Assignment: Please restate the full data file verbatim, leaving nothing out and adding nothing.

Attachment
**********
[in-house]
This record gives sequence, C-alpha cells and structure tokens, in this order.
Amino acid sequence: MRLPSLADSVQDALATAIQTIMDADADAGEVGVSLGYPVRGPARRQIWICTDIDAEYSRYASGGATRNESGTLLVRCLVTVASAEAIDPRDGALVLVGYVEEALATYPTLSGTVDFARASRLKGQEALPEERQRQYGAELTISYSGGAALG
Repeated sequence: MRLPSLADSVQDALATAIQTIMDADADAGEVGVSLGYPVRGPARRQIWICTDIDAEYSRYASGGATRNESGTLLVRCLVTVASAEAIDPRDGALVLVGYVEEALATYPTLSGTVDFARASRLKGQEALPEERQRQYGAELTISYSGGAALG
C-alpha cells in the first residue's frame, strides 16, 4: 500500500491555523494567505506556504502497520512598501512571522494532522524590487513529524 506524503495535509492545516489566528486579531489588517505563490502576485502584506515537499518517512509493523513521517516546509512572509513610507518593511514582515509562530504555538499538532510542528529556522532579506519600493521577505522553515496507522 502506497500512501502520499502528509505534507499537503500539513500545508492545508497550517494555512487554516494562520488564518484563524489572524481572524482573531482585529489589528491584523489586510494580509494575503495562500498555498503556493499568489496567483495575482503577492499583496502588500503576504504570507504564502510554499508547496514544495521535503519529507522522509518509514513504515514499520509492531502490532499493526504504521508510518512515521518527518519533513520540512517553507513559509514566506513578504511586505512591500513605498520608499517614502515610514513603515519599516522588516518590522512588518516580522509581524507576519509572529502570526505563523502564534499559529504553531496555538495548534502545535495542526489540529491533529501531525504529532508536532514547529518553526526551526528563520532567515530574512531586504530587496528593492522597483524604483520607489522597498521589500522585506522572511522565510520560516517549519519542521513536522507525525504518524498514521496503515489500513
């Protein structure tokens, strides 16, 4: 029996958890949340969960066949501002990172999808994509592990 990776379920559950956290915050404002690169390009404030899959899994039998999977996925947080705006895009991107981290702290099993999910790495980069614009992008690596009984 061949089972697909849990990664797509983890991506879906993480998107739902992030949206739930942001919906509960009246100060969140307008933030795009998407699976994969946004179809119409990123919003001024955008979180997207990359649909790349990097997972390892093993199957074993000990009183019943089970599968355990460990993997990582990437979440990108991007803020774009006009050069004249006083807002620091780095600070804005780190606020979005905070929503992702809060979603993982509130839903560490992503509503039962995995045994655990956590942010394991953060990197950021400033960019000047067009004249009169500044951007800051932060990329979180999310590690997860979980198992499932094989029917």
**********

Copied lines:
[in-house]
This record gives sequence, C-alpha cells and structure tokens, in this order.
Amino acid sequence: MRLPSLADSVQDALATAIQTIMDADADAGEVGVSLGYPVRGPARRQIWICTDIDAEYSRYASGGATRNESGTLLVRCLVTVASAEAIDPRDGALVLVGYVEEALATYPTLSGTVDFARASRLKGQEALPEERQRQYGAELTISYSGGAALG
Repeated sequence: MRLPSLADSVQDALATAIQTIMDADADAGEVGVSLGYPVRGPARRQIWICTDIDAEYSRYASGGATRNESGTLLVRCLVTVASAEAIDPRDGALVLVGYVEEALATYPTLSGTVDFARASRLKGQEALPEERQRQYGAELTISYSGGAALG
C-alpha cells in the first residue's frame, strides 16, 4: 500500500491555523494567505506556504502497520512598501512571522494532522524590487513529524 506524503495535509492545516489566528486579531489588517505563490502576485502584506515537499518517512509493523513521517516546509512572509513610507518593511514582515509562530504555538499538532510542528529556522532579506519600493521577505522553515496507522 502506497500512501502520499502528509505534507499537503500539513500545508492545508497550517494555512487554516494562520488564518484563524489572524481572524482573531482585529489589528491584523489586510494580509494575503495562500498555498503556493499568489496567483495575482503577492499583496502588500503576504504570507504564502510554499508547496514544495521535503519529507522522509518509514513504515514499520509492531502490532499493526504504521508510518512515521518527518519533513520540512517553507513559509514566506513578504511586505512591500513605498520608499517614502515610514513603515519599516522588516518590522512588518516580522509581524507576519509572529502570526505563523502564534499559529504553531496555538495548534502545535495542526489540529491533529501531525504529532508536532514547529518553526526551526528563520532567515530574512531586504530587496528593492522597483524604483520607489522597498521589500522585506522572511522565510520560516517549519519542521513536522507525525504518524498514521496503515489500513
């Protein structure tokens, strides 16, 4: 029996958890949340969960066949501002990172999808994509592990 990776379920559950956290915050404002690169390009404030899959899994039998999977996925947080705006895009991107981290702290099993999910790495980069614009992008690596009984 061949089972697909849990990664797509983890991506879906993480998107739902992030949206739930942001919906509960009246100060969140307008933030795009998407699976994969946004179809119409990123919003001024955008979180997207990359649909790349990097997972390892093993199957074993000990009183019943089970599968355990460990993997990582990437979440990108991007803020774009006009050069004249006083807002620091780095600070804005780190606020979005905070929503992702809060979603993982509130839903560490992503509503039962995995045994655990956590942010394991953060990197950021400033960019000047067009004249009169500044951007800051932060990329979180999310590690997860979980198992499932094989029917």